Kindergarten Hitomi

Why are patterns important?

Posted on October 13, 2012

by Ms. Hitomi on October 13, 2012

I thought it was important to write about our math unit on pattern because a parent didn't understand why the math pattern unit was so long and why we were spending so much time on patterns. I think she was trying to ask, "Why are patterns important?" After that conversation I was wondering if parents were thinking the same. Why are we spending so much time on patterns? Why are patterns important?

The past couple of weeks the children have been learning about patterns. The Kindergartners have been busy learning, creating, and finding different types of patterns inside and outside of our classroom. One of their homework assignment was to bring in a pattern from home and to make a pattern book.

Patterns At School

Examples From Pattern Books P1050600.jpg

Patterns From Home

Hundreds Board
This is an example from a student from last year. She realized that each column had a pattern. Every number in the first column has a one, in the second column each number has a two and so on. This student saw the pattern after she wrote the number 32. Did you notice the erase marks on 16 and 21? She realized her mistakes and independently made the corrections.

There are patterns when counting by tens, fives, and twos. Counting by groups is an early introduction to multiplication.

The children noticed that there are patterns everywhere. They have discovered patterns in their reading level books and the dance that Mrs. Koshi has been teaching them. Patterns are not just seen or used in math. Listen to music, look at fabrics or fashion, buildings, balls (footballs, baseballs, tennis balls), conference schedules (lecture, break, lecture, break for lunch, lecture), nature, and furniture. Learning about patterns in Kindergarten is to build a better understanding of numbers, but also to raise students' cognitive awareness of patterns in relationship to other areas beyond mathematics. We want to imprint this concept of patterns because the concept is the the building block for higher levels of mathematics (e.g., statistics, measurement, algebra, physics, etc.)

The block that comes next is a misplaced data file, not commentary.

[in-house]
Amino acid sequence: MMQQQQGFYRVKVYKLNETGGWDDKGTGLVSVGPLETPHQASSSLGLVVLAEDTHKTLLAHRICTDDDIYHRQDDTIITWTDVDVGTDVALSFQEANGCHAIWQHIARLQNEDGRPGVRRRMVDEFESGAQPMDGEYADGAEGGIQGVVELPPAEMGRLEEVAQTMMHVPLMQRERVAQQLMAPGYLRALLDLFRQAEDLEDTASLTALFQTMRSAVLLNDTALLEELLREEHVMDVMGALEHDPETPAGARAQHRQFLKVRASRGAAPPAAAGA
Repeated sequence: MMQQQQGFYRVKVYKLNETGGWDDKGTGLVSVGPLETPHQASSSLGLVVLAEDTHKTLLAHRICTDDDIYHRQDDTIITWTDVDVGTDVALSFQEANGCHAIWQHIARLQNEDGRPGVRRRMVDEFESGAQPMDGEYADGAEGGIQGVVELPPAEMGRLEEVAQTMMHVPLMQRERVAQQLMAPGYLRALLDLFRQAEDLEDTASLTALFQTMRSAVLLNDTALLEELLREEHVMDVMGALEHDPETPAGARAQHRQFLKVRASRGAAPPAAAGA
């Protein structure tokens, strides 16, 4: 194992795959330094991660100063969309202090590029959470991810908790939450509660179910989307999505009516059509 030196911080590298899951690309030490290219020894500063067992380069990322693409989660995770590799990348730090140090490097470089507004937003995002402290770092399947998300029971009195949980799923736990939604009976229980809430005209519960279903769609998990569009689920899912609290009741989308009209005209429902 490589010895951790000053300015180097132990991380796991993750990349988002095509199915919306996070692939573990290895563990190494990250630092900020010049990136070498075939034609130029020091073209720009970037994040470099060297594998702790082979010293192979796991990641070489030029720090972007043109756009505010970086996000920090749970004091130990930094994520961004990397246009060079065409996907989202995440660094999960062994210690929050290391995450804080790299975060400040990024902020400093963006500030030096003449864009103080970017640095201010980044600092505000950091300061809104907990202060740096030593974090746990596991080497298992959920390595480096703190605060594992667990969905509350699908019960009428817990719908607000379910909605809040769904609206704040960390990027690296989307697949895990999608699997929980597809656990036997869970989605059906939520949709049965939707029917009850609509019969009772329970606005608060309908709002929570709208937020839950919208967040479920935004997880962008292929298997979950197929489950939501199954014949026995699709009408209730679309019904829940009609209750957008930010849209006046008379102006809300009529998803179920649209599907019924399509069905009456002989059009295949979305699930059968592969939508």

Notes of Appreciation
-Thank you all for your time and donations for Mid-Pacifics Institute 10th Moon Over Manoa.
-Thank you K.C.'s mom for being our Guest Reader. We enjoyed both stories.
-Thank you Uncle David, W.D.'s (Mrs. Matsumoto's student) dad for teaching us about fire safety and sharing how firefighters help our community.